History of this story, which has now become a newly-completed novel,
byMark Druck, retired Major, USAFR, entitled: "BIX & BONES "
Original version of this material, written in 1946, by a young officer just returned from WWII, writing of experiences he had just been through, focusing on the B-25 "wild ride," the sort of missions he flew in the 38th Bomb Group, 5th U.S. Army Air Force, against the Japanese.
The missions were truly unique, flown in Billy Mitchell bombers, coming in over a target at altitudes UNDER 20 FEET, at 300 to 350 MPH, with parachutes on the bombs to slow their approximately 15-foot drop, thus enabling the bomber to escape the bomb blast.
Knowing nothing of structure for a novel, he wrote a sort of 'my life in combat' story.
Having completed this work, he came to New York, met a literary agent, Maurice Crane, with MacIntosh & Otis agency, who had been a gunner on a B-17 over Germany. His plane was shot down, he became a prisoner of war. When men in the camp learned he was an agent, they 'promised' Crane to send their novels to him. As a result, he collected dozens of mss. When the early version of this mss came in, 'over the transom,' Crane decided it would be 'one of the six' war stories he would represent. He praised the characterizations and dialogue as 'most valid.'
Then came June, 1950. The Korean War. Crane phoned to say "War is no longer in fashion." He returned all six of the mss he had collected on WWII.
Slow fade to 1978. Having met the Weisers, Olga was told about the war novel. "Let George read it," she said. It was submitted on Thursday. Two business days later - Monday - Olga called to say "We sold it." It was published under the title, "The Final Mission," as a paperback.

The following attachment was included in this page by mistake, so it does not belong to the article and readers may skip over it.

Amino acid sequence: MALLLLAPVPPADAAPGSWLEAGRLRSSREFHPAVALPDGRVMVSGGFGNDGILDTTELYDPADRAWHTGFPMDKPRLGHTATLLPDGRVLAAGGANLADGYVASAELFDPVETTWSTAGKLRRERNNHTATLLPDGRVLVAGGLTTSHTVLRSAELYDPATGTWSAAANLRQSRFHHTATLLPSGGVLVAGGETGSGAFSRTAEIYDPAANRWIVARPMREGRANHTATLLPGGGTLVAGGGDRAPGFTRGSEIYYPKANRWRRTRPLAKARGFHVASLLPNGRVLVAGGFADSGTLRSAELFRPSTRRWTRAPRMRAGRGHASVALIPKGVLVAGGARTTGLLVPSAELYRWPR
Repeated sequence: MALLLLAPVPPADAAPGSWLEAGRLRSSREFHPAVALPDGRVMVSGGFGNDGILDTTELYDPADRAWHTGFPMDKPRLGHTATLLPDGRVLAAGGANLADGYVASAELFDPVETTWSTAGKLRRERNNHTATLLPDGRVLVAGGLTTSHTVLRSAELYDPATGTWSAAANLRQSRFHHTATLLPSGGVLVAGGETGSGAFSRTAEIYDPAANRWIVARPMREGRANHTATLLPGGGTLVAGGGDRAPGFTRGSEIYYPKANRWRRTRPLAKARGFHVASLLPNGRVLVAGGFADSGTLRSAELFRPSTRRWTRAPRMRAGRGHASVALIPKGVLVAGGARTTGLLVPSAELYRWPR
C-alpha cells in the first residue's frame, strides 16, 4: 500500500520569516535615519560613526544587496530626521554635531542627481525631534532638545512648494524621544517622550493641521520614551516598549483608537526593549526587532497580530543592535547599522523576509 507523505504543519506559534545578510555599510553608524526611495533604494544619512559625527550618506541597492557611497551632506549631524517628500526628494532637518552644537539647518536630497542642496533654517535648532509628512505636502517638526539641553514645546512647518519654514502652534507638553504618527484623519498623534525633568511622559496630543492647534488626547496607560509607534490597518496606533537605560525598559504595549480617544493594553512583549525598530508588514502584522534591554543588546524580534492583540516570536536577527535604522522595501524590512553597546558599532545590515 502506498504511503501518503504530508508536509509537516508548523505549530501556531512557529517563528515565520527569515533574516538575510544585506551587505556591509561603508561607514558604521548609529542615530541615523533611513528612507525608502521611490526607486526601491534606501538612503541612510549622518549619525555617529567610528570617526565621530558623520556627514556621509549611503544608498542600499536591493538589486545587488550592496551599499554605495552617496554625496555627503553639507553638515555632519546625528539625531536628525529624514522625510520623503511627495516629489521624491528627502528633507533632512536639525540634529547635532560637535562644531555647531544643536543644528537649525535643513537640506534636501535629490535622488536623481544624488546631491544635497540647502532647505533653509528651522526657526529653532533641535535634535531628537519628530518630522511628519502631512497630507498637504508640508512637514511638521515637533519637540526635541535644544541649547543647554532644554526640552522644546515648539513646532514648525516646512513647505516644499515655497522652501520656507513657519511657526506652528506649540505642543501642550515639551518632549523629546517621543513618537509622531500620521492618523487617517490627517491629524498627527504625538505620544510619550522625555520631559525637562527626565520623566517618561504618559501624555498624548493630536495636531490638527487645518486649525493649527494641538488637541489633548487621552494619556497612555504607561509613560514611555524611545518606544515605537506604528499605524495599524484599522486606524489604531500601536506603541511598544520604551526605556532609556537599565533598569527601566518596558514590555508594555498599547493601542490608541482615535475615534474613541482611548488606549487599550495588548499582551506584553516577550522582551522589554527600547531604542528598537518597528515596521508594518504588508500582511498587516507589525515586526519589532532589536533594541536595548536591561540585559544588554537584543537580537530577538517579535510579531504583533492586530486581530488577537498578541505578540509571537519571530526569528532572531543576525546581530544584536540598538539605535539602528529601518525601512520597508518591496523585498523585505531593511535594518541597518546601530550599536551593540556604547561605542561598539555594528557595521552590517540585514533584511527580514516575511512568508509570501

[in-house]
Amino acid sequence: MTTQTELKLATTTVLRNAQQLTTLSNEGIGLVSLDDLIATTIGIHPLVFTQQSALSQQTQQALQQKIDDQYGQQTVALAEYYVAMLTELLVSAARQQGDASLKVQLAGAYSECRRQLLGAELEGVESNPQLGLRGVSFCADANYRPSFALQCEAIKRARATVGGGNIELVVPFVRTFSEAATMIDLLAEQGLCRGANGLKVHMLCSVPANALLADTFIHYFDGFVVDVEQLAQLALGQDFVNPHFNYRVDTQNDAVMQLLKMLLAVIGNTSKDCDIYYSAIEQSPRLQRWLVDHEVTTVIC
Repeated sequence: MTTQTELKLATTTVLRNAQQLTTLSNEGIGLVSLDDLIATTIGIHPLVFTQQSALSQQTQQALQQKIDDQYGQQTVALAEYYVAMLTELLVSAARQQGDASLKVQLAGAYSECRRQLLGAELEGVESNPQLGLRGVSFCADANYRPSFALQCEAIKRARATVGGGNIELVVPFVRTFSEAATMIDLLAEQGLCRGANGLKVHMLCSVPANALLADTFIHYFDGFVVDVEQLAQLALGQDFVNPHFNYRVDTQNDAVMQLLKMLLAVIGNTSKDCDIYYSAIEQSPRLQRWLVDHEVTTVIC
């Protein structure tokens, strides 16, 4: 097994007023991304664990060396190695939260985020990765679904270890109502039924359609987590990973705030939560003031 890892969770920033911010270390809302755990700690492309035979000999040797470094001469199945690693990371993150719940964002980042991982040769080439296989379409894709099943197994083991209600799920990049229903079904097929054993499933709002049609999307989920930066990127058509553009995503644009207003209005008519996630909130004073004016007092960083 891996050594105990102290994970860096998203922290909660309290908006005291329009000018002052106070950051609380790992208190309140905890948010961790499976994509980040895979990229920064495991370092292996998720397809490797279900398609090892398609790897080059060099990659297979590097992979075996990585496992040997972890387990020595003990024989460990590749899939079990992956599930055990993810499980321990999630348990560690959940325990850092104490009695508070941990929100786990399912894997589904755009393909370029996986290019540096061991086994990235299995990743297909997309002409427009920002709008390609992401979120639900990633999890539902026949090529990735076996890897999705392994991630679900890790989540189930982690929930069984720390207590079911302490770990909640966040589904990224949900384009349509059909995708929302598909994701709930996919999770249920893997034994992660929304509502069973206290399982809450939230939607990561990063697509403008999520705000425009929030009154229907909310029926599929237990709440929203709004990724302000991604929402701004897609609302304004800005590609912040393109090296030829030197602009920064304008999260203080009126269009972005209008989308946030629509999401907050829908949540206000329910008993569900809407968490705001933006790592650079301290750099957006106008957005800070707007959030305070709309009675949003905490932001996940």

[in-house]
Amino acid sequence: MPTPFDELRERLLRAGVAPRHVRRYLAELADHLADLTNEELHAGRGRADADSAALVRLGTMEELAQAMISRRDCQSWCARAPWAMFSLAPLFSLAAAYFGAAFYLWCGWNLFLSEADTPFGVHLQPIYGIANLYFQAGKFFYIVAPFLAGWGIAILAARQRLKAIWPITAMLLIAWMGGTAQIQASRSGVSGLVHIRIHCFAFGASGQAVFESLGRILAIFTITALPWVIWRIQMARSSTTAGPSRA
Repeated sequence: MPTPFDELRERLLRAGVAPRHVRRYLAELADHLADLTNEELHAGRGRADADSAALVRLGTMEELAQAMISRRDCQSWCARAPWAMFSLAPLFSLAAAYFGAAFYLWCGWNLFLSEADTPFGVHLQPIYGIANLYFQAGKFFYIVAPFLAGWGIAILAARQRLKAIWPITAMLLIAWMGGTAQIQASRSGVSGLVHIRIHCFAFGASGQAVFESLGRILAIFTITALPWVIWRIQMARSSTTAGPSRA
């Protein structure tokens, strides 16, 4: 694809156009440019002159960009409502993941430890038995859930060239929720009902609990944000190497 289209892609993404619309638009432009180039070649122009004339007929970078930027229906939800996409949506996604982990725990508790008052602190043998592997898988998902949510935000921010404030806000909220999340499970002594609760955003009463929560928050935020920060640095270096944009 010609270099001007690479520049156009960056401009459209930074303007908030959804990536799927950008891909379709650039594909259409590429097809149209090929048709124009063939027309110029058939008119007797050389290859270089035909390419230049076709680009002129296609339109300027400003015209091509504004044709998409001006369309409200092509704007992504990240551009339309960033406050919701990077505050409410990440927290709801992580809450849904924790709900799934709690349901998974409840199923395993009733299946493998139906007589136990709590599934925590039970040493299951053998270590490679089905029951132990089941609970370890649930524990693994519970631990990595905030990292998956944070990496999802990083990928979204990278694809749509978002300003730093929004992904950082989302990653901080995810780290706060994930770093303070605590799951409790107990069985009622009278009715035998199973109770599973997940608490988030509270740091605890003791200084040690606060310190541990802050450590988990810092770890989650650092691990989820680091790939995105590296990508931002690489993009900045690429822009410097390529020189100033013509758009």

Zebra Books was thought to have printed 65,000 copies of the novel.
Meanwhile, drastic changes had been made in the basic story and characters.
In 1948, he studied playwrighting at the Dramatic Workshop, then a famous theatre school, he was directed to go there by the theatre world's most famous playwright agent, Harold Freedman (he represented nearly all the then successful playwrights in USA and England - of any 10 plays and musicals produced on Broadway and the West End, London during period from late 1920s-1960s, Harold Freedman represented probably six or seven).
History of the material in 'BIX &BONES' - page 2
During his studies under Irwin Piscator, the famous German director, who ran the theatre school, which became part of the NEW SCHOOL, he dramatized the material in the mss. It became a drama, titled, "All-American," and won an award as one of the best Off-Broadway plays of l949.
In dramatizing the material and background and characters and dialogue, he created a plot, reorganized the characters to make them three-dimensional, and invented a basic conflict.
The basic plot, the new characters, the one-on-one situations that were in that play are now the basis of the current version of the novel, called BIX & BONES:
Harold Freedman, who had become his agent by this time (representing Druck on four plays at the time of his sudden death), felt the play could be sold to movies, because of the strong head-to-head conflict between the lead characters, the action scenes, and the dialogue. He had sold many plays to movies, including My Fair Lady, for the biggest price paid for a property up to that time, and including leasing for ten years the film rights of Harvey.
He described "Bix & Bones" as the "Journey's End" of WWII